This is a musicblog. Every weekday we post a couple of mp3s and write about them. Songs are only kept online for a short time. This is a page from our archives and thus the mp3s linked to may not longer be available. Visit our front page for new songs and words.

April 30, 2004

let's find a place / a happy place

Shena Ringo - "Stem (daimyou asobi hen)". Absolutely breathtaking j-pop - as exciting as sound as it is enthralling as music. A tour de force, for real. It opens with a slow zoom in, a plummy bass pointing out blurred lights and staggering greysuited men. Shena begins with some of Britney's threatening sultriness before bounding up into the clouds with a poise and play that recall Leslie Feist. She's sexy and genuine, a lilac voice amidst the tune's marvellous baroque glitch production. The track is astounding - from the joy and push of Shena's delivery to the remarkable arrangement. It's some kind of chamber pop, sure, but the depth and variety of it blows my mind. This isn't just the typical alt.rock move ("let's throw in some strings!"): there's several different movements, entirely different aesthetics. The Nigel Godrich visit to the orchestra is soon overwhelmed by reassuring strokes of strings, then a cold dip into piano scales and jerky staccato marching. We stumble through drumrolls, a pumping ascent, and suddenly we're smack in the middle of crashbanging electric drums and bass. And the cellos/violins are still there, singing forward like wave after wave of marauding seabirds. This is the main theme from Shena Ringo's 2003 film, Tanpen Kinema Hyakuiro Megane - but the official single seems to be the considerably inferior, cheesed-out English-language version.

Vincent Gallo - "Laura". It's not raining tonight, but I feel like it should be. A thin, bleak drizzle. Since listening and listening to the Vincent Gallo/PJ Harvey/John Frusciante "Moon River", I've dug deeper into Gallo's musical work and am enjoying the hell out of When. Woebot was right when he commented that Gallo's fulfilling some of the promises that Badly Drawn Boy gave up on after his initial EPs. While there's much to say for the pop that Damon brought to this sort of shambling disintegration, Gallo's done him one better with his mastery of atmosphere in these slack, earnest indie folk songs; it's a loose and drear sound to drown your melancholy in. "Laura" is a lovely song. A strummed and almost meaningless guitar goes on unending under Gallo's plaintive call: "Laura, Laura, come back." A bassline drips, catches the light. The Velvet Underground on a night when it's raining. Thin, bleak drizzle.

Thanks for listening, and for your comments. See you Monday.

Posted by Sean at 12:54 AM | Comments (19)

April 29, 2004

frog eyes and the broken spindles

Frog Eyes - "One In Six Children Will Flee In Boats [acoustic]". The original "One In Six Children" is my very favourite Frog Eyes track, and you can listen to it here, courtesy of Absolutely Kosher. Whereas the original's got a drunken and staggering allure - shiny, wet, jubilant - this acoustic version takes things to a calm, close place. Somewhere between Iron & Wine, Devendra Banhart and a Neutral Milk Hotel bootleg, there's a nobility in the way that Carey Mercer's voice goes small, in the way that the drums clatter, bang and knock in the rear. It doesn't feel drained of power, like a merely "mellower" take (as do a lot of acoustic interpretations) - it feels like a song with different things to say. When Mercer sings of "creaking," we can hear that sound more clearly in our minds; there's a new futility, a fresh slow sinking. Mesmerising. (From the band's fascinating new acoustic EP, Ego Scriptor. Read more Frog Eyes/Destroyer blogging at catbirdseat.)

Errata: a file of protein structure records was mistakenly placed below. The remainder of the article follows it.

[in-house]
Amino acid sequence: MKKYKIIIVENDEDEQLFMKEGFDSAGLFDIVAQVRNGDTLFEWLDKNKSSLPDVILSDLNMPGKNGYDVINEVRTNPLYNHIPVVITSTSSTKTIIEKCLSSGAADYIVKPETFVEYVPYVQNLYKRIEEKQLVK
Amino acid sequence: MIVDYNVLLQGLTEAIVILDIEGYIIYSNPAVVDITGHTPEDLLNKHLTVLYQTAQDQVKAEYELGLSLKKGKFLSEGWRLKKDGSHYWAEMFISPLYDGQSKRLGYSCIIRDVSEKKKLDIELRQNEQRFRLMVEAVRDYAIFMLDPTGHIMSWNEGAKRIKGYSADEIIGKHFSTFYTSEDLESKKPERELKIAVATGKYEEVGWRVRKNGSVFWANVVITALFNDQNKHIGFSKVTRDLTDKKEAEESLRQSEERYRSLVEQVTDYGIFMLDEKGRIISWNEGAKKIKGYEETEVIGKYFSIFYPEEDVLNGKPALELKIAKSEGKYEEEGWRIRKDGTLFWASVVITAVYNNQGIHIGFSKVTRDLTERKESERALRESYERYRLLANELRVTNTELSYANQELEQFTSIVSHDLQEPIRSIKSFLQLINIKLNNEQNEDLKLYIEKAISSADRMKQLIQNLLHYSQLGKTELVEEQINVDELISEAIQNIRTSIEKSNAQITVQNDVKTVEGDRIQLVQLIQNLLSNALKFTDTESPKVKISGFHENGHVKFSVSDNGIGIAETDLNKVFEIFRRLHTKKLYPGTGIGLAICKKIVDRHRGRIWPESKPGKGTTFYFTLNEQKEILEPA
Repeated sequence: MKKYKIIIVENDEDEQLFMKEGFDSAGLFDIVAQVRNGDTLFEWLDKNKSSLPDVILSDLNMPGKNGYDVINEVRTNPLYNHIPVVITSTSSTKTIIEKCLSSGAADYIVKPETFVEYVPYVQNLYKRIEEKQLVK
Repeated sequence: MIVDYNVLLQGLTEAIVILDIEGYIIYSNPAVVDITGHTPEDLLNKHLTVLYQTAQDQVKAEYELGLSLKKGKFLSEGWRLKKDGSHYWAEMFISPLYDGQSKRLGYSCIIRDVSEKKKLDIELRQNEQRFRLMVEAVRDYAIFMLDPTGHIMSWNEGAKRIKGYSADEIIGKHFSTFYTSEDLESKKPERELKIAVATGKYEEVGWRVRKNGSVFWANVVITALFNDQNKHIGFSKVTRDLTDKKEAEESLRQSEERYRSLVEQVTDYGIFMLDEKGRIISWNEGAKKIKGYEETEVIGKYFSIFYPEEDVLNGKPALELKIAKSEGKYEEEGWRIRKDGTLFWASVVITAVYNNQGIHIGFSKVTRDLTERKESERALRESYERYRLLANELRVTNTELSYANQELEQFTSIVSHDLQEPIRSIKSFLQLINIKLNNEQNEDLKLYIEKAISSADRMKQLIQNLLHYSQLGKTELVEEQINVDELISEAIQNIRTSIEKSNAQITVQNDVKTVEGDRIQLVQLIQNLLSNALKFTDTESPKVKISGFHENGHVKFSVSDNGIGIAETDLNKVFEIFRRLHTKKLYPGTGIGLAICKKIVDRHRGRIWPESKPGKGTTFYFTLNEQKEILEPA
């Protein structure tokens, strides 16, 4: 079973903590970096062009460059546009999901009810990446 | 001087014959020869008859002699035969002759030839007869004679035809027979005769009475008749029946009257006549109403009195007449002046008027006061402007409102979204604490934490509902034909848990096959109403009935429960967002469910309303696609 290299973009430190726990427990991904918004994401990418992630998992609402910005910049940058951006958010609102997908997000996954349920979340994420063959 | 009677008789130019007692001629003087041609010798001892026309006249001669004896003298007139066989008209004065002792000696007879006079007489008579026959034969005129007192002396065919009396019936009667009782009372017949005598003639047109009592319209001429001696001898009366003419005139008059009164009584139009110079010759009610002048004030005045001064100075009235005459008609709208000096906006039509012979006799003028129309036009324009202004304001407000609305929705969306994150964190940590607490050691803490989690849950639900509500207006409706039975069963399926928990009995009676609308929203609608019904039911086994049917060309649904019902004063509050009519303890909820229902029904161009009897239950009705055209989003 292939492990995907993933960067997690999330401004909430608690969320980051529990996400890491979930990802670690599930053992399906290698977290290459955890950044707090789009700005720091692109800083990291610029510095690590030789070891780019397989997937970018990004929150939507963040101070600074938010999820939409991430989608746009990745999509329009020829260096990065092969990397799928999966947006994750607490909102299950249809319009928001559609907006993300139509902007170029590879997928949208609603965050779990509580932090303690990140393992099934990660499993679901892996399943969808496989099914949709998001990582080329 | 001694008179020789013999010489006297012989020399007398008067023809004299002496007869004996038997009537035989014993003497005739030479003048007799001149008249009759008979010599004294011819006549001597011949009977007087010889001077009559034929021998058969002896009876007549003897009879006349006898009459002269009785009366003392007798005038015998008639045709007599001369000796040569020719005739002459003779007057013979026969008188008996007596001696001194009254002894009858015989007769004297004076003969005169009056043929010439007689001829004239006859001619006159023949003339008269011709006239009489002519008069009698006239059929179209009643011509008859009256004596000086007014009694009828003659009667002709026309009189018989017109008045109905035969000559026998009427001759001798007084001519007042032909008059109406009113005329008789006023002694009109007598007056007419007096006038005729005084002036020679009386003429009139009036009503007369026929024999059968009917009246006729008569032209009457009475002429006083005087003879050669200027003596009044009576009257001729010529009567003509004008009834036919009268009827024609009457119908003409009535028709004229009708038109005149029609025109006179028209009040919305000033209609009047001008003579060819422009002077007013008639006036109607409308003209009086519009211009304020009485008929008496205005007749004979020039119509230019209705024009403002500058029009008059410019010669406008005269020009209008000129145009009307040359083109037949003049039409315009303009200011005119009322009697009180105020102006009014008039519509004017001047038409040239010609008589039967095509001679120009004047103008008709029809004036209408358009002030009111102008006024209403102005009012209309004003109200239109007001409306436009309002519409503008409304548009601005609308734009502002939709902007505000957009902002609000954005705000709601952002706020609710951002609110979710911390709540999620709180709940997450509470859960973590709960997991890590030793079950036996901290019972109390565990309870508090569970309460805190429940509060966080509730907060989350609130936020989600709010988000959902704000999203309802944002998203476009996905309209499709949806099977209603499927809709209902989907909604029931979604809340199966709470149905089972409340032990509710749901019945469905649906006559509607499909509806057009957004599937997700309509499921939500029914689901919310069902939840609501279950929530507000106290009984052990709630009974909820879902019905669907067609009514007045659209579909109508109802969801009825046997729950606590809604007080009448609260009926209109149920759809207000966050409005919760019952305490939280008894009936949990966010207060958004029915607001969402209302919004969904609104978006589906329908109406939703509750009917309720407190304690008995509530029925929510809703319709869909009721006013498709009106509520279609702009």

Broken Spindles - "Fall In And Down On". Dark electro with a vicious dance beat and a streak of black-silver makeup. Kind of like Nine Inch Nails doing garage... there's a squelching bass beat and Petersen's serious/energetic goth voice, but then stabs of dissonant strings, a musical puppet jerk that recalls David Axelrod's "Suburban Hell" remix of "Rabbit in Your Headlights." This is the sort of dance music that plays at raves in episodes of Inspector Morse, but it's very good: what it lacks in outright fun it more than makes up for with fierce and spastic crests. (Broken Spindles has moved from Tigerstyle to Saddle Creek, of all places. But then I read that Joel Petersen plays bass in The Faint, and it all fell into place.) Offa the upcoming Fulfilled/Complete.

Jay-Z's new video, for "99 Problems," is both an entertaining story (love the biker dude Rick Rubin [thanks tim]) and a fantastic array of sparse, black&white imagery. By Mark Romanek, who did the excellent piece for Johnny Cash's "Hurt," really outdid himself here: gravitas mingles with play, bragadocchio with vulnerability [ie, it's Jay-Z]. Also, Hov gets shot at the end. [via aaron]

Sadly, the new Beastie Boys single (which I think is available on iTunes) is not very good.

Posted by Sean at 1:51 AM | Comments (13)

April 28, 2004

i looked at landscapes

Two folky indie cutlets, of the usual high calibre: